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If God Is For Us

The place we must begin as Christians is that God is on our side. As Paul says, “He who did not withhold his own Son, but gave him up for all of us, will he not with him also give us everything else?” (Rom. 8:32) This is what Jesus lived out in his earthly life. He embodied the reality that God is for people. He certainly opposed religious leaders who tried to misconstrue religion to make it burdensome. But his opposition was never against people in principle but always against those who stood in the way of the people coming to God.

The history of religions is rather different. Broadly speaking, religion (that which was thought up by us, not that which was revealed by God) grows out of the sense that we have displeased the gods. Religious practices were put in place to overcome that displeasure. Erich Neumann, in The Origins and History of Consciousness (a summary of Carl Jung) argues that this trope is beyond ancient, it is part of our primordial mindset.

Because the belief that the gods are against us, or at the very least, displeased, runs so deep in our consciousness, it is not surprising that it is a theme that weaves its way throughout the Old Testament. Since it is clearly present in the Old Testament, there is a tendency to say that this is how the God of Abraham, Isaac, and Jacob truly is. It is a sentiment that is expressed in the extreme in Jonathan Edwards’ infamous sermon, “Sinners in the Hands of an Angry God.” It is a sentiment that the Apostle Paul wrestles with in his epistles. The theme has also shaped our interpretation of hell, wrath, and judgment.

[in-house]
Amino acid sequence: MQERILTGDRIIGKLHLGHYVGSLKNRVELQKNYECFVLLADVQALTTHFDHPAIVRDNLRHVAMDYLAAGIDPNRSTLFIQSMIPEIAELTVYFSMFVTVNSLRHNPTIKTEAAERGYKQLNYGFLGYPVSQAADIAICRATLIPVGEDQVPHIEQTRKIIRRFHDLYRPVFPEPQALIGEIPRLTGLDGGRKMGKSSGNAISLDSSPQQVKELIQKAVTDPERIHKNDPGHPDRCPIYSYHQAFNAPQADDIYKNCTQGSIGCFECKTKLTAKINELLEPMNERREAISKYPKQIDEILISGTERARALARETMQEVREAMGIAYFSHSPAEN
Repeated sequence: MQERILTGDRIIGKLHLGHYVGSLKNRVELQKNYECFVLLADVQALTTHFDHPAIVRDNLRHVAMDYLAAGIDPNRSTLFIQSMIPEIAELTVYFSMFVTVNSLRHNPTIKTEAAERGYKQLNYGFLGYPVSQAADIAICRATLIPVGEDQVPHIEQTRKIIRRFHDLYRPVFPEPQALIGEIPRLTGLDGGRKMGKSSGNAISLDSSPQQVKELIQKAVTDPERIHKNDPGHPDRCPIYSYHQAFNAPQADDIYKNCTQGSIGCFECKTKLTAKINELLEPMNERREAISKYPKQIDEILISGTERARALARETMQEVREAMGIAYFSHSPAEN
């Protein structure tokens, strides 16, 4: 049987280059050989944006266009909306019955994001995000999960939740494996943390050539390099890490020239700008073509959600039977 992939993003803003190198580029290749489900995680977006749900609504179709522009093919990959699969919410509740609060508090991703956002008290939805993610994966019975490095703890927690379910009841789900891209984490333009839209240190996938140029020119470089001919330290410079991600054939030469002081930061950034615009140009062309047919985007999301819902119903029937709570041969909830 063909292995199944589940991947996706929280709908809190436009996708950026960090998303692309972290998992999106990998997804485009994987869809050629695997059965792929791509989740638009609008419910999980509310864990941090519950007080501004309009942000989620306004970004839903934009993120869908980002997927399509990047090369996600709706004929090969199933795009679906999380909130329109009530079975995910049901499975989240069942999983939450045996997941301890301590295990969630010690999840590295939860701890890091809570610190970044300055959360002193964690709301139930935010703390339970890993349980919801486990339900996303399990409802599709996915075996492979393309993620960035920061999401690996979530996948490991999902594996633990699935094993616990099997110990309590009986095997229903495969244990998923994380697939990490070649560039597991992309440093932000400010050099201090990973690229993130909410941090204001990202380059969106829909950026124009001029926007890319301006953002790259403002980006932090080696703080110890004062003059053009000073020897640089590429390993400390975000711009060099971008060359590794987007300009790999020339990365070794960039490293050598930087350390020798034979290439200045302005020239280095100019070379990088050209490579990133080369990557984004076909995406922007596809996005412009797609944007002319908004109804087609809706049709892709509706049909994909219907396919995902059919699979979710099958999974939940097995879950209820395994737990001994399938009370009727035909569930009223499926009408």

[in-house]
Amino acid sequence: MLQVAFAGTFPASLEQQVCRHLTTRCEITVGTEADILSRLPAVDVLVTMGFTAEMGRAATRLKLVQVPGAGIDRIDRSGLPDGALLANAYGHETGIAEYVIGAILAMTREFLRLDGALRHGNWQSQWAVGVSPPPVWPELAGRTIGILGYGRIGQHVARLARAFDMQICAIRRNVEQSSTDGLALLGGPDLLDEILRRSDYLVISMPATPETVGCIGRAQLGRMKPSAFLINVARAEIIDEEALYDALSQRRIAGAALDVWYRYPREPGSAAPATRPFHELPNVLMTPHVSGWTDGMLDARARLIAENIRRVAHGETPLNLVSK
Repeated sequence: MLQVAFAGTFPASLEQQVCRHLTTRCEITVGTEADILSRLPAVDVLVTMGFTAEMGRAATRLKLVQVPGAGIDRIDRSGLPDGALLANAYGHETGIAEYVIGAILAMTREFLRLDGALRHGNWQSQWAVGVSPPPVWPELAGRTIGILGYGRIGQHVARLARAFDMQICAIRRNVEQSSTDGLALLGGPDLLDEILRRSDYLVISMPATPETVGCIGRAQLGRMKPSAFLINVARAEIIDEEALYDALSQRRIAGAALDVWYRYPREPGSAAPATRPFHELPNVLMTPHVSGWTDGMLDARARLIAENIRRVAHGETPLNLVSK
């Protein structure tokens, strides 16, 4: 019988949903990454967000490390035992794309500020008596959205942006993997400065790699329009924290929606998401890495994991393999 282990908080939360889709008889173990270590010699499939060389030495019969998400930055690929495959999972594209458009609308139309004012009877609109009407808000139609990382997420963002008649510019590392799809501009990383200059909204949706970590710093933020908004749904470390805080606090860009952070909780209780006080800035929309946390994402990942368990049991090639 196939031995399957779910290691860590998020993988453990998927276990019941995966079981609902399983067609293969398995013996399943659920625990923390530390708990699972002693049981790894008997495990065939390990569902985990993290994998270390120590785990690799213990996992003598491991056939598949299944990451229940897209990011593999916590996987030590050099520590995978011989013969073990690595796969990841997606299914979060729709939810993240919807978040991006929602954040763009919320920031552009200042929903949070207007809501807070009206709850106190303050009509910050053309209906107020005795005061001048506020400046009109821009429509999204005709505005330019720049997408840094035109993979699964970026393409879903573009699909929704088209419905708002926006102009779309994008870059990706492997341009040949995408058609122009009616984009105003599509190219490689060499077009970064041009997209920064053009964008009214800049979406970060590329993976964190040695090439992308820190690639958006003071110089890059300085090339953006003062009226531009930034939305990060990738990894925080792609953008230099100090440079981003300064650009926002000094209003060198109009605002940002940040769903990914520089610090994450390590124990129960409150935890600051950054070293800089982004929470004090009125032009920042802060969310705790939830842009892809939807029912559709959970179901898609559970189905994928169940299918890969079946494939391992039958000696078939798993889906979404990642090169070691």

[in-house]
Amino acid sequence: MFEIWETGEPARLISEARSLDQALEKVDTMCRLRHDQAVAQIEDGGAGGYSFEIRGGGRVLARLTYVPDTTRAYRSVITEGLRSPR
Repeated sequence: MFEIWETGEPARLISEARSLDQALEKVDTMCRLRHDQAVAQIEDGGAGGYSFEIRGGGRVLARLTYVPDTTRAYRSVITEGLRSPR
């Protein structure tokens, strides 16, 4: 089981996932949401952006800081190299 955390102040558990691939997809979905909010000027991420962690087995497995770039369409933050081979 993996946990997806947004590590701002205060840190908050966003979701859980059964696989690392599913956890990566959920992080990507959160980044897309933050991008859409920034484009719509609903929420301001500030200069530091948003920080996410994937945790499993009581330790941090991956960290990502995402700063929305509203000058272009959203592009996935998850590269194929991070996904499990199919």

But if God isn’t like this, why has God allowed the idea that he is angry with us to persist and even creep into scripture? The answer comes when we consider what was important to Jesus. His interaction with the woman at the well was typical. She was concerned with right theology. Being a Samaritan, questions about the correct place to worship—the Jewish Mt. Zion or the Samaritan Mt. Gerizim—were foremost. But Jesus essentially brushed correct theology off by saying, “But the hour is coming, and is now here, when the true worshipers will worship the Father in spirit and truth, for the Father seeks such as these to worship him” (Jn 4:23). Instead he was far more interested in her life struggles than her theology. When he probed her mind, it had nothing to do with theology. “Go call your husband and come here” (v 16). Her life, it turns out, was a wreck, and Jesus was far more interested in getting her human relationships sorted out than sorting her theology.

“Who is my neighbor?” turns out to be a question that must be answered, not by the Rabbis in the synagogue (or the priests and theologians in the seminary) but by you and I as we walk or drive to work. As we read the Old Testament with this sensibility revealed by Jesus, we realize that the God of Abraham, Isaac, and Jacob was as Jesus said and not like the old gods who were easily piqued and demanded that everything be just right. The living God demonstrated that he wanted those ancient wanderers to come along side God and wander with him. God is profoundly relational, and that’s what took center stage, not the need to get all our ideas about God exactly right.

I’ve never had foster kids, but as a pastor I’ve seen a number of them placed in the homes of congregation members. When the foster parent says, “I won’t beat you; you’re safe here,” it’s largely an empty statement, because it’s not the child’s experience. That is a message that can only be expressed through presence and action, not words. After several times when the kid messes up and is not beat, after several months of living in an environment that is actually safe, then the kid himself or herself will begin to say, “You won’t beat me; I’m safe here.” It does little good to tell the child, don’t cringe in fear. The good foster parent ignores that while working hard to create an authentically safe place. It is a truth that is revealed, not by words, but only in action and relationship.